The year is 1999 and the music industry is as it was ten years prior and subsequent to this moment in time — constantly changing and perpetually difficult to make an impression in. Besides his scintillating voice, all vocalist Dougy Mandagi had at the time was a part-time job at a clothing retailer. Although it was not the most ideal circumstance for an aspiring musician, better days were on the horizon. While busking on the street, Mandagi eventually met bassist Jonathon Aherne; it was a serendipitous run-in that eventually led to another important piece of the puzzle: lead guitarist Lorenzo Sillitto joining the band six years after his bandmates’ initial encounter.
What eventually occurred between Mandagi’s days as a lowly Australian busker in 1999 all the way up to 2005 was the formation of the musically-scribed act we know today as The Temper Trap. Following a debut EP in 2006, the band put out its first full-length effort, Conditions, in 2009. The album was received with a slew of positive reviews from reputable music publications when its debut, hit single “Sweet Disposition” made it on the top 10 of a number of singles charts throughout the world. The indie rockers made a real splash when the track was featured on the soundtrack of Marc Webb’s comedy-drama film 500 Days of Summer, starring Joseph Gordon-Levitt and Zooey Deschanel.
What might have gone overlooked (but ultimately did not) is how complex Conditions, as a whole, really is. Opening track (and third single) “Love Lost” beautifully marries electronic tones with powerful vibrotic guitars, with others stripping down to acoustic and lyrical simplicity (“Down River” and “Fader”) while still maintaining an upbeat mood to the album. Tracks “Soldier On” and “Resurrection,” meanwhile, trudge through the depths of an emotionally abysmal low, but not before reminding its listener that the feeling of the album is, in its purest essence, a very positive and satisfying one.
A solid debut release followed by comprehensive touring throughout the world meant The Temper Trap could ill-afford its eventual follow-up LP to bear any signs of a so-called “sophomore slump.” Admittedly, the band felt a bit of pressure heading into the studio to record its eponymous second album, The Temper Trap. An obvious understanding that producing a hit while maintaining cohesion on a record comes by no fluke, the band decided it needed more time to refine its songs before setting them off into the world. So Mandagi and co. took more time. And it paid off.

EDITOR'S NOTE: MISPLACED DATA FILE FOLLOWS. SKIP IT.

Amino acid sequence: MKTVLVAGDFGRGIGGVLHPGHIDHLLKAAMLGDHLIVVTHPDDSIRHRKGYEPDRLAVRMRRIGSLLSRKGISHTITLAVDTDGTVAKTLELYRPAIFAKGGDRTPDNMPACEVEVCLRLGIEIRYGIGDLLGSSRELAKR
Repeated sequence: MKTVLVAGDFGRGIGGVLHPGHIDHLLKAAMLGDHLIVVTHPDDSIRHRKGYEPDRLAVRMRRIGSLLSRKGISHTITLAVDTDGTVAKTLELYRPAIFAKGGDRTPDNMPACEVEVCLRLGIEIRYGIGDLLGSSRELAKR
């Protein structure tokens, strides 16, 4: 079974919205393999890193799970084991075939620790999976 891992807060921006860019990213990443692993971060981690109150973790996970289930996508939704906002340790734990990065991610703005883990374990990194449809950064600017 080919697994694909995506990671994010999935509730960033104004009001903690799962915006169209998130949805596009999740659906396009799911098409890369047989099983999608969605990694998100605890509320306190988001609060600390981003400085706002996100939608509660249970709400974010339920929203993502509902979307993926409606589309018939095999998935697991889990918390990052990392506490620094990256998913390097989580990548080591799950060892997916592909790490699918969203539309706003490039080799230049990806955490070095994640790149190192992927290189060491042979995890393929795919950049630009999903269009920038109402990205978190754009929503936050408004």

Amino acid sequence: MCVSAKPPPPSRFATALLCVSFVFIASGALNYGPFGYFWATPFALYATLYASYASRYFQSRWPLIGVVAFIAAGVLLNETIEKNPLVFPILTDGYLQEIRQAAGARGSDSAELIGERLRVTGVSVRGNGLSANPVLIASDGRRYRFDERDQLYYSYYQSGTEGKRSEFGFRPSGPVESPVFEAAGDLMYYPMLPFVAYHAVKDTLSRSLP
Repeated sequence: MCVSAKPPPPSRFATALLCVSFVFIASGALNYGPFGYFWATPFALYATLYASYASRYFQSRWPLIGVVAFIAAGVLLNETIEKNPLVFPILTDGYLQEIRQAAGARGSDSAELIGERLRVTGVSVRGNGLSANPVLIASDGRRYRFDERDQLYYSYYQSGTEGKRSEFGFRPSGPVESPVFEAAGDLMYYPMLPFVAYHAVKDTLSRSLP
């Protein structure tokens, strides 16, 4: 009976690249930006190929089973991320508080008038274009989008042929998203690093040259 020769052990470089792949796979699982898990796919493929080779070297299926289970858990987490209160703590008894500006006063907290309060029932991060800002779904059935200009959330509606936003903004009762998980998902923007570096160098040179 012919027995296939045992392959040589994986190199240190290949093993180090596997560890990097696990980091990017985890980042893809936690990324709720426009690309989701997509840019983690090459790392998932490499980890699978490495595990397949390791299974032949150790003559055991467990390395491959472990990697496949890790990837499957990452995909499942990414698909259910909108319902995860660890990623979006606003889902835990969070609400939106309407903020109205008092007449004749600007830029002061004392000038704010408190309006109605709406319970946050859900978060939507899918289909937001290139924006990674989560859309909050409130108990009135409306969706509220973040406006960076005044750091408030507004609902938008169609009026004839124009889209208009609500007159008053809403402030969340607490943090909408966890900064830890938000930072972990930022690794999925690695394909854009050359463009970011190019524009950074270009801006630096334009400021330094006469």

The Temper Trap opens with the band’s first single “Need Your Love,” instantly pulling the listener in with catchy, upbeat hooks accompanied by a stellar chorus. Making matters better, the song’s video is a brilliant throwback to the 1984 film Karate Kid. But just as one might expect to be in for an album’s worth of anthem-filled tracks, “London’s Burning” immediately changes the tone, lyrically and musically, to a more serious beat.
Newly added keyboardist Joseph Greer’s first standout moment lies in the beginning of “Trembling Hands,” a solemn song sure to attract attention as an album favourite along with the soothing acoustic tones of “Rabbit Hole.” While the overall mood of the album is more fickle than the weather can be at times, moments of merriment present themselves beautifully on tracks “This Isn’t Happiness” and “Where Do We Go From Here.”
Overall, The Temper Trap’s effort displayed on its self-titled release has solidified the group’s reputation as prominent songwriters. The only question left to ask now is what songs the band decides to include on its setlist; the glory days of playing every song from Conditions might be over, but one can only expect a greater, expansive live experience from The Temper Trap in 2012 and beyond.